• Ryan P. Cleary

Float Finance 3.2: Understanding Pay Statements



In this article we cover the common parts of a pay statement (also called a pay stub).


Float Finance is a series of accessible articles, tools, and resources designed to empower early career employees and students to navigate their financial journey.


Understanding Your Pay Statements

Reading your pay statement helps you monitor it for accuracy and track your pay which helps you make sure there are no mistakes.


A pay statement may be called an earnings statement, pay stub, a pay slip, or something else.


Information on a typical pay statement may include:

  • Your personal information

  • The pay period

  • Your pay date

  • Gross pay

  • Deductions

  • Net pay

  • Employer contributions

  • Balances for personal time off, vacation, and/or sick leave

Deductions

Deductions are funds removed from your paycheck before you receive it. Required deductions usually include:

  • Federal Insurance Contributions Act (FICA) taxes for Social Security and Medicare

  • Federal income taxes

  • State and local income taxes (if applicable)

Elective or voluntary deductions may include:

  • Insurance premiums

  • Union dues

  • Charitable contributions

  • Allotments to a savings plan such as an HSA, 401k or retirement account

Income Tax Withholding

Your employer will provide you an Internal Revenue Service (IRS) Form W-4, and possibly a similar form from your state or community. You fill them out and return the completed forms to your employer.


You will indicate:

  • Your withholding allowances

  • Additional amount to be withheld, if any

  • If you are exempt from withholding

Fewer allowances means a higher amount will be withheld for taxes. More allowances means a lower amount will be withheld for taxes. Be careful not to have too little withheld for taxes. If you don’t pay enough tax throughout the year, you may have to pay a penalty. You can view Form W-4 and detailed instructions for completing it by visiting IRS.gov and searching for "W-4."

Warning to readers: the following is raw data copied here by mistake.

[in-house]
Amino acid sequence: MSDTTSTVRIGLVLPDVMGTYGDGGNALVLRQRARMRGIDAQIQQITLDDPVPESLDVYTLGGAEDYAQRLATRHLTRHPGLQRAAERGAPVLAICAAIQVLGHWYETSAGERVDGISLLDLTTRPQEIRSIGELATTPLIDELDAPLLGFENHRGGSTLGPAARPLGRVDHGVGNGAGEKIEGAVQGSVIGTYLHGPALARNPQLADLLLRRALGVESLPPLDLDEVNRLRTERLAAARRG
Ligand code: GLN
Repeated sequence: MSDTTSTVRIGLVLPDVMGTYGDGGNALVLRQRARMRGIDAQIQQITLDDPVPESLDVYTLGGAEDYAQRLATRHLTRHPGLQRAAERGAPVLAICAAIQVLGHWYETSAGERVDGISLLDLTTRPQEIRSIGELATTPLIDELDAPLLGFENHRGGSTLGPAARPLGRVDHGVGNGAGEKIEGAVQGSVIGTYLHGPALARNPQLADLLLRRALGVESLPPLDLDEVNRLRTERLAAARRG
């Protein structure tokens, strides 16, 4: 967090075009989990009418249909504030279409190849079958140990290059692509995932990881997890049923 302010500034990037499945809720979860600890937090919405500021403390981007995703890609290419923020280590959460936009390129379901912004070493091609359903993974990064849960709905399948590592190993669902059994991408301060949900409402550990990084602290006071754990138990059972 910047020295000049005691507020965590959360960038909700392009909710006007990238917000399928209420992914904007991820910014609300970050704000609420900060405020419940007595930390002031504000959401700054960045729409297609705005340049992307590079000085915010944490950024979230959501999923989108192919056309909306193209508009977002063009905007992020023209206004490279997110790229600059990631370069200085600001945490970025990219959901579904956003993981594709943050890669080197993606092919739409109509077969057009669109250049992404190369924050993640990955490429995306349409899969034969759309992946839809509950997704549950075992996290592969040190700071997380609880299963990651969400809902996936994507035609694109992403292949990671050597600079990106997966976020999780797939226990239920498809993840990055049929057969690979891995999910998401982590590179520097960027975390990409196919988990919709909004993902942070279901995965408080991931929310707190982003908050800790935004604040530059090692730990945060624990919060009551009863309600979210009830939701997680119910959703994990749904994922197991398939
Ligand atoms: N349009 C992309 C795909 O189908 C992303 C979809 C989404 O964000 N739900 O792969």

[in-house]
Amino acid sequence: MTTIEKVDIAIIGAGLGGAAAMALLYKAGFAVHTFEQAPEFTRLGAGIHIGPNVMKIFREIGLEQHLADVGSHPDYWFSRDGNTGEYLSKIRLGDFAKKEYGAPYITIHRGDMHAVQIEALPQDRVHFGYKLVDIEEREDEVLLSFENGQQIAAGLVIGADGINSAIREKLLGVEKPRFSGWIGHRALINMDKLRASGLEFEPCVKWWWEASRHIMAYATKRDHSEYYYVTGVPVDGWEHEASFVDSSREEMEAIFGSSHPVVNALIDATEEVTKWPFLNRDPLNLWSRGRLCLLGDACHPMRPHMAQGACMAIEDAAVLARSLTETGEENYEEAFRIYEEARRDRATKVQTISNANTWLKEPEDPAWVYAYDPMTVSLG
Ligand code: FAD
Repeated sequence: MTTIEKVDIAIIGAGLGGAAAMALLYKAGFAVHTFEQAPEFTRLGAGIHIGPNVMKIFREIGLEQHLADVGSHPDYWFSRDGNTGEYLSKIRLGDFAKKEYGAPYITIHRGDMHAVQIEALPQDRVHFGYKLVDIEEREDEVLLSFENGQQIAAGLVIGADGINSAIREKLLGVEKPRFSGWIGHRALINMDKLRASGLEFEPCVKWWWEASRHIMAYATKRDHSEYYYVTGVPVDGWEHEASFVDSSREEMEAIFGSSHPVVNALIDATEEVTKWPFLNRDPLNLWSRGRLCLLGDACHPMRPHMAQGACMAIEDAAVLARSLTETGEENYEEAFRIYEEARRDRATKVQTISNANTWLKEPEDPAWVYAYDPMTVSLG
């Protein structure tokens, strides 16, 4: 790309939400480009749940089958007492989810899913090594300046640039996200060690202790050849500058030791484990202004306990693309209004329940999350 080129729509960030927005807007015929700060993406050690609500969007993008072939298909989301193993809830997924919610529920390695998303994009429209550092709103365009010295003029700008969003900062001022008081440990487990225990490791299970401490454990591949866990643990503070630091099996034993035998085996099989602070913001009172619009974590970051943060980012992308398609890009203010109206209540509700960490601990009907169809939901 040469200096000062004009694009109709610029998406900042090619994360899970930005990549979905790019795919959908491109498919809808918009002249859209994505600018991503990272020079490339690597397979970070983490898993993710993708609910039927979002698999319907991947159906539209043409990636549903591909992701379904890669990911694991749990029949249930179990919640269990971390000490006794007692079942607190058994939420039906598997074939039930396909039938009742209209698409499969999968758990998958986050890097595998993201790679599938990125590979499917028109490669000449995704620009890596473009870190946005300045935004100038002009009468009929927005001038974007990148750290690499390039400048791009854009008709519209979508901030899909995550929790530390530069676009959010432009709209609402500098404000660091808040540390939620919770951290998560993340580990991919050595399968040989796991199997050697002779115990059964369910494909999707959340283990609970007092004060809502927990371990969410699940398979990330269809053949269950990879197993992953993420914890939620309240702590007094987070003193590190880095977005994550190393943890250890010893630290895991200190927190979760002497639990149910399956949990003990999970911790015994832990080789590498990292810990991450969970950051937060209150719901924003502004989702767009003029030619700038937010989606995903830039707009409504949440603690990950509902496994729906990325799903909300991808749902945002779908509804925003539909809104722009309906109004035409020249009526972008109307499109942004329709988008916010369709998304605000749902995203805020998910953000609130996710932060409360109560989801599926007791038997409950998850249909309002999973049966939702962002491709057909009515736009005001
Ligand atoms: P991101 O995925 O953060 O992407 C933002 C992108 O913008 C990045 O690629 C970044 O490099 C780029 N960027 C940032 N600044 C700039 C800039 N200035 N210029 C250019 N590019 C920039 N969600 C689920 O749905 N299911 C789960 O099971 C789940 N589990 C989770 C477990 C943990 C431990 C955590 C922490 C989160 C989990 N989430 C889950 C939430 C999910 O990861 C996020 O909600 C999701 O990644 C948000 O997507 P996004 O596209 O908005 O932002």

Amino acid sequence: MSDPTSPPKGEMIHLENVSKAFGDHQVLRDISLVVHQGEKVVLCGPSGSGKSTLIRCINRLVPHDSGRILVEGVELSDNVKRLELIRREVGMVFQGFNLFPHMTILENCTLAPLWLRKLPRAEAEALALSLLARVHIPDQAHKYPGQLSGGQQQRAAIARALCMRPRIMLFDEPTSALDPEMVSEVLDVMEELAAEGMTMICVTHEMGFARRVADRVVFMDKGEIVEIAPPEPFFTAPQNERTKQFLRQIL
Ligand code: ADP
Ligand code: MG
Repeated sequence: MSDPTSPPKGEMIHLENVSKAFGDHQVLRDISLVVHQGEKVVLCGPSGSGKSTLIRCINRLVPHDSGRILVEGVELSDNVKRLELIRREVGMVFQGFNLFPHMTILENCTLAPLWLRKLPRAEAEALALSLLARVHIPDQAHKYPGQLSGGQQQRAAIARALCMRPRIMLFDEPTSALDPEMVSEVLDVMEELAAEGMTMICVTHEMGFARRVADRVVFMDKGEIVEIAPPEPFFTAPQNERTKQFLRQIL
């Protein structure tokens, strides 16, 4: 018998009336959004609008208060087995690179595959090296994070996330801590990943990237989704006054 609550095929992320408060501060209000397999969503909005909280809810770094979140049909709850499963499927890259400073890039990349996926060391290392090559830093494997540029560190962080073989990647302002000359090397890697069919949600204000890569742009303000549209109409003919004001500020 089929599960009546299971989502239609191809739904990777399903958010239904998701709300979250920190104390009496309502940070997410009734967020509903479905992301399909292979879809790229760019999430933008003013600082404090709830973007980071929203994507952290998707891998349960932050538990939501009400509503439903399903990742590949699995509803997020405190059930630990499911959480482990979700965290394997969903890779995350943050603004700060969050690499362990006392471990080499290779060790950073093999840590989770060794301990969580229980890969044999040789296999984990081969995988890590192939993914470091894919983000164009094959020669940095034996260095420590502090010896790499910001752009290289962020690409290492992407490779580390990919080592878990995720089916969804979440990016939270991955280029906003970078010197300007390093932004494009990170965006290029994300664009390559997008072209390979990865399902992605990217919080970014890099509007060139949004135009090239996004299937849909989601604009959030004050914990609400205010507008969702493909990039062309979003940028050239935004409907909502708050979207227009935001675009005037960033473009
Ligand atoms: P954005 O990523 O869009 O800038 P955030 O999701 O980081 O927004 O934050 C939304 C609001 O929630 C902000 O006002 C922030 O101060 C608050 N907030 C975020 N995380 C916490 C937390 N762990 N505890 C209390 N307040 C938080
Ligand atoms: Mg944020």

What if you have More Than One Job?

Sometimes people have more than one job such as a full-time job and a part-time job, or two or more part-time jobs, or even two or more full-time jobs. If you work this way, be sure you understand how you are being paid. You can ask the employer if you will be considered a “W-2 employee” or a “1099 independent contractor.”


  • If you receive a Form W-2, the employer considers you to be an employee.

  • If you receive a Form 1099-MISC, the employer considers you to be self-employed.

As a contractor, you may be responsible for paying taxes yourself. Making these tax payments on time is important since it helps you avoid penalties and make sure that you are not surprised at tax time about what taxes you owe. You may also need to give more thought to how you are putting money aside for the future, including for retirement.


Tracking Your Income

Many people receive income from multiple sources. Making a list of your sources of income helps you plan how you will save, share, and spend it.

Income can be:


· Regular: you receive it consistently on a schedule

· Unpredictable: you receive it inconsistently

· Seasonal: you only receive it certain times of a year (such as holiday work)

· One-time: you only receive it once, like a gift

Keeping in mind whether each source of income is regular, unpredictable, seasonal, or one-time can also help you plan how you will save, share, and spend it.

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